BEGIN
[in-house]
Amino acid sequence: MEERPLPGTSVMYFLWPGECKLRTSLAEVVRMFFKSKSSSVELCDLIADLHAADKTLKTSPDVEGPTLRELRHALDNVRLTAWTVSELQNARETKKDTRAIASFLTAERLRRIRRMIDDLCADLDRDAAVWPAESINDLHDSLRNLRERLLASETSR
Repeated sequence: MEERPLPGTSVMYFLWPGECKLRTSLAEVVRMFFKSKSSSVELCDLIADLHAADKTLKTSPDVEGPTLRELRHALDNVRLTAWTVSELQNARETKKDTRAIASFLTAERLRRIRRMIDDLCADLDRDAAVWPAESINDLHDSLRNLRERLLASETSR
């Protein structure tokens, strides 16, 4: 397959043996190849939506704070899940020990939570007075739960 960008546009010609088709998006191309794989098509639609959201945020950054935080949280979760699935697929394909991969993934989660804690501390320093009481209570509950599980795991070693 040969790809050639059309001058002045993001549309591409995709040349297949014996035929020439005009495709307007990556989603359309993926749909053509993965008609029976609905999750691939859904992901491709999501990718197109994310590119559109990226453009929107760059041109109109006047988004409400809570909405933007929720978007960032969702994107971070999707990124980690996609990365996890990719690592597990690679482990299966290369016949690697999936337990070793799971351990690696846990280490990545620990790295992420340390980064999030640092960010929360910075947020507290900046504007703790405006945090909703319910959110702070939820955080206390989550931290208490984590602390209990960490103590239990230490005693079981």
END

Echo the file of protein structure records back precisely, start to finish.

[in-house]
Amino acid sequence: MEERPLPGTSVMYFLWPGECKLRTSLAEVVRMFFKSKSSSVELCDLIADLHAADKTLKTSPDVEGPTLRELRHALDNVRLTAWTVSELQNARETKKDTRAIASFLTAERLRRIRRMIDDLCADLDRDAAVWPAESINDLHDSLRNLRERLLASETSR
Repeated sequence: MEERPLPGTSVMYFLWPGECKLRTSLAEVVRMFFKSKSSSVELCDLIADLHAADKTLKTSPDVEGPTLRELRHALDNVRLTAWTVSELQNARETKKDTRAIASFLTAERLRRIRRMIDDLCADLDRDAAVWPAESINDLHDSLRNLRERLLASETSR
């Protein structure tokens, strides 16, 4: 397959043996190849939506704070899940020990939570007075739960 960008546009010609088709998006191309794989098509639609959201945020950054935080949280979760699935697929394909991969993934989660804690501390320093009481209570509950599980795991070693 040969790809050639059309001058002045993001549309591409995709040349297949014996035929020439005009495709307007990556989603359309993926749909053509993965008609029976609905999750691939859904992901491709999501990718197109994310590119559109990226453009929107760059041109109109006047988004409400809570909405933007929720978007960032969702994107971070999707990124980690996609990365996890990719690592597990690679482990299966290369016949690697999936337990070793799971351990690696846990280490990545620990790295992420340390980064999030640092960010929360910075947020507290900046504007703790405006945090909703319910959110702070939820955080206390989550931290208490984590602390209990960490103590239990230490005693079981």